If you ask a student what makes him or her successful in school, you probably won’t hear about some fantastic new book or video lecture series. Most likely you will hear something like, “It was all Mr. Jones. He just never gave up on me.”
What students take away from a successful education usually centers on a personal connection with a teacher who instilled passion and inspiration for their subject.
It’s difficult to measure success, and in the world of academia, educators are continually re-evaluating how to quantify learning—but the first and most important question to ask is: Are teachers reaching their students?
Here are 25 things successful educators do differently.
25 Things Successful Teachers Do Differently
1. Successful teachers have clear objectives
How do you know if you are driving the right way when you are traveling somewhere new? You use the road signs and a map (although nowadays it might be SIRI or a GPS). In the world of education, your objectives for your students act as road signs to your destination. Your plan is the map. Making a plan does not suggest a lack of creativity in your curriculum but rather, gives creativity a framework in which to flourish.
In short, not necessarily. You’ll come across Oxbridge students who don’t (but don’t be shocked to meet quite a few who do).
While every individual application should be treated on its own merits, there are a few boxes you should tick to keep your Oxbridge hopes alive…
1. Get good grades
Yes, your grades will need to really dazzle. GCSEs are seen as evidence of work ethic – and you need a really strong one of those to cope with studying at Oxford or Cambridge. Our ‘guesstimate’ is that the average successful applicant has around eight A* GCSEs – or 8/9 grades under the new system – under their belt.
Don’t have top GCSE grades? You might still have a chance – find out more with our helpful guide to the importance of your GCSE results.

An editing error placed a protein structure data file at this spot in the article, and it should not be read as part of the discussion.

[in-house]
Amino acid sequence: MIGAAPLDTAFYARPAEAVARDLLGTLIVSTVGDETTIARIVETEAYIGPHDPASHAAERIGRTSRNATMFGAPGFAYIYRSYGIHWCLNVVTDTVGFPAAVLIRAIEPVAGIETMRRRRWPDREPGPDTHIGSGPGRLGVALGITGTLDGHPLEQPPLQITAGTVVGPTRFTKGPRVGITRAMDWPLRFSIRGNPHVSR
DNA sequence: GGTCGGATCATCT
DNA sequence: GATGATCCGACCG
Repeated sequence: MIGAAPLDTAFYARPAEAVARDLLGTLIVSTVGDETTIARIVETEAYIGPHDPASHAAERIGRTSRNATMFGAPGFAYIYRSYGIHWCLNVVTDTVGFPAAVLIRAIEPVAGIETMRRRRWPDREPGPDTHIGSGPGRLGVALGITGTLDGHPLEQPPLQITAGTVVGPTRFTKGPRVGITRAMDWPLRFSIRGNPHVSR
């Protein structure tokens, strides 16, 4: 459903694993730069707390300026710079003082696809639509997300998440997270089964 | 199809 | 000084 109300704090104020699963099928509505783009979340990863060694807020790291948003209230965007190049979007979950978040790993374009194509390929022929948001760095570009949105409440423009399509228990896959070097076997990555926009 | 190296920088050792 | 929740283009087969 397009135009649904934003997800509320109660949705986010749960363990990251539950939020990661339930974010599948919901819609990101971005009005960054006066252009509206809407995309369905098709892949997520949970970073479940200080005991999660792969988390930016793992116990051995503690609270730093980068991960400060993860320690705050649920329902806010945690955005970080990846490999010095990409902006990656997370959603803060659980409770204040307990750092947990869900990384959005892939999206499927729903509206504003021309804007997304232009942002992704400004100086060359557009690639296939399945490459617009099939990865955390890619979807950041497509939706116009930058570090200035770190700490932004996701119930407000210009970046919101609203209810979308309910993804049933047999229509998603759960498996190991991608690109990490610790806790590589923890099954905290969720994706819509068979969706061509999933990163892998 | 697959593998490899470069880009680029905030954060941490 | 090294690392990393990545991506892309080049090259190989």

And of course you need the A-level grades that Oxford and Cambridge ask for, for a given course – search for a course to see what these are exactly, as there can be some extra requirements or conditions. Our guide to the real story behind entry requirements sheds some light on what these are.
As per recent changes to A-levels, these are the grades you achieve in your final exams at the end of Year 13 (but you’ll apply with predicted grades based on your Year 12 performance). So expect for these to be scrutinised alongside your GCSE grades, plus any admissions tests the university requires you to take – more on this below.
2. Show wider reading
If you’re considering applying to Oxford or Cambridge, there are a few things you’ll already be aware of. The Boat Race, the Bullingdon Club, and the infamous May Balls to name but a few. What you may not be prepared for is the horror show of the admissions process. From drafting a personal statement that shows off your subject knowledge, to prepping for the famously tough interviews, the application experience can be gruelling.If you’re considering applying to Oxford or Cambridge, there are a few things you’ll already be aware of. The Boat Race, the Bullingdon Club, and the infamous May Balls to name but a few. What you may not be prepared for is the horror show of the admissions process. From drafting a personal statement that shows off your subject knowledge, to prepping for the famously tough interviews, the application experience can be gruelling.
It is hard to argue with this list of 20.
- Arrive at lessons on time.
- Well prepared lessons which are not too much teacher led.
- Set a good example in terms of dress.
- Happy, purposeful and not moody.
- Fair to all with high expectations.
- Witty and clever – slightly quirky.
- Know all names and use them.
- Excellent subject knowledge – feel safe that they are going to cover everything.
- Can explain things clearly and simply.
- Up to date with the use of technology in their subject.
- Teacher, not a friend.
- Variety of methods used to teach.
- Prepared to have a more relaxed lesson at times.
- Does not overuse school sanctions to get control of a class.
- Good class control- prepared to deal with troublemakers for the benefit of all.
- Encouraging not critical of pupils understanding.
- Popular amongst other staff members.
- Good knowledge of exam questions and how they will be tested.
- Active in other parts of school life such as sport and other clubs and societies.
- Give extra help away from the lessons if not understanding.
There are of course many more. Please do comment with your suggestions.